The workings of NATO have historic roots. The North Atlantic Alliance between the United States and Europe was established in 1949, a time in which the United States possessed hegemonic dominance of the capitalist world-economy, enjoying a substantial productive, commercial, financial, and military advantage over all nations, even the more advanced European economies. Moreover, it was a time in which the prevailing Cold War ideology falsely defined the Soviet Union as an expansionist threat to Western civilization. US foreign policy sought to extend and deepen its reach in a world-system that was in transition to neocolonialism; and as dimension of this, it sought to contain Soviet influence in the Third World. Given the assumptions of US foreign policy at the time, the NATO alliance, with nearly total military and financial dependency on the United States, had advantages for the USA. In the first place, it ensured the expansion of the military-industrial complex, on which the US economy had become dependent. Secondly, US military support made it possible for the European nations to focus on the rebuilding of their economies, thus increasing their capacity to serve as a consumer market for US products. Thirdly, US global military presence, with military bases in Europe and in all regions of the world, guaranteed US dominance in international affairs.
However, by the 1970s, the situation had changed. The European economies, especially Germany, had become effective competitors to the United States, such that many European goods were marketed in the USA, and the United States began to have a balance of payments deficits. In addition, the United States had become overextended with respect to military expenditures, principally because of the Vietnam War. As a result, adjustments were made in the 1970s, particularly in the form of the devaluation of the dollar through the elimination of the gold standard. However, the adjustments were insufficient for the new situation. The United States continued to overspend on the military, relative to its actual productive capacity, including its disproportionate financing of NATO. The European allies gradually contributed more, but much less than what the evolving situation required.
Accordingly, it can reasonably be said, as Trump implies, that the US power elite has failed since the 1970s to defend US economic interests vis-à-vis Europe. Trump was right when he declared in his undiplomatic discourse that no previous US president dared to speak to the allies in such a form. If we accept the premise that Europe needs a strong military defense, he was right in maintaining that the European allies should pay more. No doubt, many of his followers in the United States were delighted to see him set diplomacy aside and speak publicly in defense of the interests of the nation in a form unprecedented in the history of the North Atlantic Alliance.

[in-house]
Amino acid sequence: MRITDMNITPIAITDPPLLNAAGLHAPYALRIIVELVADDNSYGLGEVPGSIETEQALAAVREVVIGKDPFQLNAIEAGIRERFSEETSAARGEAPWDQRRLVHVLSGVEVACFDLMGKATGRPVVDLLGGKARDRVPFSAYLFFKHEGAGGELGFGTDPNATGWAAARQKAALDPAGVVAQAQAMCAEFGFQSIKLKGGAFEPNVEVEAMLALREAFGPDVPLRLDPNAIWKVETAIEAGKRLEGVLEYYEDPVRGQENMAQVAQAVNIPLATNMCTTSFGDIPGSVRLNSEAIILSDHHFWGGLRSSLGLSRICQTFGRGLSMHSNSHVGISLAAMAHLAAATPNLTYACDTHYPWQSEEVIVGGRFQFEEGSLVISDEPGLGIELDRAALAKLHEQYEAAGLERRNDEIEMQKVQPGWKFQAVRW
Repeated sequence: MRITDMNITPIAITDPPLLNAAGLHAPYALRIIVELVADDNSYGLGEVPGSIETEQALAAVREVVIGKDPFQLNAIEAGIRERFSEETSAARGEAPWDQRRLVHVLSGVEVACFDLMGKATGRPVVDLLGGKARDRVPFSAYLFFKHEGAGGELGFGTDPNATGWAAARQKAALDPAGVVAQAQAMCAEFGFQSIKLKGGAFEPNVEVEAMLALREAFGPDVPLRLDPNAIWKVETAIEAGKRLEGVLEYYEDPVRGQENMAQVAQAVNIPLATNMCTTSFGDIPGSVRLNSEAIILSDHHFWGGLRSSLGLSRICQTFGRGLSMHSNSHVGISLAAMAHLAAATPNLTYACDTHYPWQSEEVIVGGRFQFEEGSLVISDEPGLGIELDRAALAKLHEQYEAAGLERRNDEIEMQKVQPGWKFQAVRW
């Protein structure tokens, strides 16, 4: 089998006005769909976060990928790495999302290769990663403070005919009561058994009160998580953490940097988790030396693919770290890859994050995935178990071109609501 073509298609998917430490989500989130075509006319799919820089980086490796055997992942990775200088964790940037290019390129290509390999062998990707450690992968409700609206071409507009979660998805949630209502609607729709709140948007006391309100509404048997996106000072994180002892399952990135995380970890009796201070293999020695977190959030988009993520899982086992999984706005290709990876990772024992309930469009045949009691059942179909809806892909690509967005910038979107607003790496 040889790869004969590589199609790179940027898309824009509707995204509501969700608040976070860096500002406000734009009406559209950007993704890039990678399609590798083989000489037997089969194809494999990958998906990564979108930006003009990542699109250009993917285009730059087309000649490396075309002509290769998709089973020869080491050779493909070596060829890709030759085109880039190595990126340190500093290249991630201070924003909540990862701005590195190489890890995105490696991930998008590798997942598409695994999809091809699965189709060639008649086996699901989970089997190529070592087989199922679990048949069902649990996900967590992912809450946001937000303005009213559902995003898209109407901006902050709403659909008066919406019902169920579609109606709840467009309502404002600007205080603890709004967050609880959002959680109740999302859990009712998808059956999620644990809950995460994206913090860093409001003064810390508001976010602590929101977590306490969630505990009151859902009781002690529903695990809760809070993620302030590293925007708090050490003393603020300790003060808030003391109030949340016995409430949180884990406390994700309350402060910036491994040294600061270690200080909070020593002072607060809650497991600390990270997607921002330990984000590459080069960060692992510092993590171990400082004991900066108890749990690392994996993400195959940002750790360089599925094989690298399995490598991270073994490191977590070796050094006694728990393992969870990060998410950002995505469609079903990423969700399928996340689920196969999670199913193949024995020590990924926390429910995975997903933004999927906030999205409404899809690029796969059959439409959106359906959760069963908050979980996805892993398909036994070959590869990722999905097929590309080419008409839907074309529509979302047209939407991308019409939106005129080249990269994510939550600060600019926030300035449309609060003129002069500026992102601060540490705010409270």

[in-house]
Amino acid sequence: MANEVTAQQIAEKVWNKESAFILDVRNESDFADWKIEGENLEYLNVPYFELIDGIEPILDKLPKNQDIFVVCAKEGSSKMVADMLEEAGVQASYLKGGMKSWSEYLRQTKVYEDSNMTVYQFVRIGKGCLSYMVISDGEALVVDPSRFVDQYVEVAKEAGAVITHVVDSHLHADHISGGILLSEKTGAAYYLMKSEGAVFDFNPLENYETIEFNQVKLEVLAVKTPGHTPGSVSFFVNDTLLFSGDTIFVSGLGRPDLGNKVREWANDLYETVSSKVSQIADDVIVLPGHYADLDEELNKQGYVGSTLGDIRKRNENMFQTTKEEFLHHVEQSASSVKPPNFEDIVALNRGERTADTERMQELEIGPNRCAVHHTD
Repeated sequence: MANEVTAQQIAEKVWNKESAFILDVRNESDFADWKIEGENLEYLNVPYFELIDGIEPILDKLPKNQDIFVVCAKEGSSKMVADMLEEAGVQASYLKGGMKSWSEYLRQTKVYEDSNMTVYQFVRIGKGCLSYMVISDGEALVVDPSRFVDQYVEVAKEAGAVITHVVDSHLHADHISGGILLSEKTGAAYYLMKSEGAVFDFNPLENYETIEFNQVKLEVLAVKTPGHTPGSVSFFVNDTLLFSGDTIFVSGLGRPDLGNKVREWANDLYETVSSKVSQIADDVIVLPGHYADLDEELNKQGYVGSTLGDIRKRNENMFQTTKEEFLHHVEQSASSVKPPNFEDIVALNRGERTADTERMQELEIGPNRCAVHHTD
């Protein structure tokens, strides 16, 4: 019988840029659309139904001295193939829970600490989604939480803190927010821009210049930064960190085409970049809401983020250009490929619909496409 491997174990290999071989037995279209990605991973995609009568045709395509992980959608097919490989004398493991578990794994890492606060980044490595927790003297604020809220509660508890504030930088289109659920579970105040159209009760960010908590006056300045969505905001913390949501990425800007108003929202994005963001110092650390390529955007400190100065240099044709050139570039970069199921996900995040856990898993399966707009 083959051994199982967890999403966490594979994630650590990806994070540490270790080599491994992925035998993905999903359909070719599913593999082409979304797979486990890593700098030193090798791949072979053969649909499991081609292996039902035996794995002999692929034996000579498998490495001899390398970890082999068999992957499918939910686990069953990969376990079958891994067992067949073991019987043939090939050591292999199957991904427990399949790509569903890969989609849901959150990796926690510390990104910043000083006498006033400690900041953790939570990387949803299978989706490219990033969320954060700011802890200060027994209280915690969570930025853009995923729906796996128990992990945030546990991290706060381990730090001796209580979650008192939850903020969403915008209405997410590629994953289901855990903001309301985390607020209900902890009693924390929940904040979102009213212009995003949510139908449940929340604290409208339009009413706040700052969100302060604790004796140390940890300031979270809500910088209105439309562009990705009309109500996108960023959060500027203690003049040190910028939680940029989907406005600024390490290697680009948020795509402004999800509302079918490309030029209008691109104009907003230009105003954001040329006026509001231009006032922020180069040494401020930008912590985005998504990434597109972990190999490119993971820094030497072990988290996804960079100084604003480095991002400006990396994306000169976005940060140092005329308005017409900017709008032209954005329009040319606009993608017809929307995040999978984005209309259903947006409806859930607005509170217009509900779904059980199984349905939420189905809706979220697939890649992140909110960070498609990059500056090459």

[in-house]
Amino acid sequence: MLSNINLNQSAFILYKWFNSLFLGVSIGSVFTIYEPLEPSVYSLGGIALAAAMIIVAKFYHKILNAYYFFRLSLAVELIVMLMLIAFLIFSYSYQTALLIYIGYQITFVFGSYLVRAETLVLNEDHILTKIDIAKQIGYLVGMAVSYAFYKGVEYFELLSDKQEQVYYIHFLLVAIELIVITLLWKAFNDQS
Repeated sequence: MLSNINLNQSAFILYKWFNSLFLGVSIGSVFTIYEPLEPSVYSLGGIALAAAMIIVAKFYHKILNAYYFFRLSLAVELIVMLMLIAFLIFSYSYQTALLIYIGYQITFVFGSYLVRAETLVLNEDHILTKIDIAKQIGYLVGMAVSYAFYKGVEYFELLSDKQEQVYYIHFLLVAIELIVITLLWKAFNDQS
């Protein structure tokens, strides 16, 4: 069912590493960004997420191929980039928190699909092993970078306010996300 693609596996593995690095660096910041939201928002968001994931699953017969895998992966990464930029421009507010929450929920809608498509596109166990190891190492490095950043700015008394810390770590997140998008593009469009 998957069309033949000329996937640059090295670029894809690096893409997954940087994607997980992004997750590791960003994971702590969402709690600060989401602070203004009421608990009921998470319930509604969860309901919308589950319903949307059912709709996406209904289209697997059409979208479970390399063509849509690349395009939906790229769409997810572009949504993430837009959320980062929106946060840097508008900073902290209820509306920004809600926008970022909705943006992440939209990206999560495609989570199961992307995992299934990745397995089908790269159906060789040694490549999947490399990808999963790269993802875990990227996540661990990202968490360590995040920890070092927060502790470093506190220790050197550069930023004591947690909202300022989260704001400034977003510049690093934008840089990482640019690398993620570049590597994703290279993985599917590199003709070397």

However, the debate occurs in the context of a limited and narrow frame reference. It ignores another dynamic that has been unfolding since the 1970s, namely, the growing signs of the unsustainability of the world-system in the form in which it is presently structured. The root of the problem is that the world-system has overreached the geographical limits of the earth, eliminating the possibility for productive and commercial expansion of the world-economy through the conquest of new lands and peoples, through which new sources of raw materials, cheap labor, and markets were acquired. At the same time, the previously conquered peoples have increased their political capacity to resist and structurally transform the world-system, which has evolved to a neocolonial world-system. In light of these dynamics, the world-system is increasingly making evident its economic, ecological, and political unsustainability, in the form in which it is presently structured.
The profound structural crisis of the world-system and the relative decline of the hegemonic neocolonial power require enlightened world leadership. They require a reformulation of the necessary direction of humanity. Whereas the world-system has been established on a foundation of conquest forged by competing empires, the future direction of humanity must be forged on a fundamentally different foundation of mutually beneficial international cooperation, if global chaos is to be avoided.
We have, therefore, a situation in which the leaders of the world are unprepared to attend to the issues of importance to humanity. The situation requires lifting up of new leaders by popular movements, leaders who are prepared morally and intellectually to lead the peoples of the world on the necessary road. This alternative direction is being constructed in theory and practice by the progressive and socialist governments and movements of the Third World, with the cooperation of China and Russia (see various posts in the categories Third World and South-South Cooperation).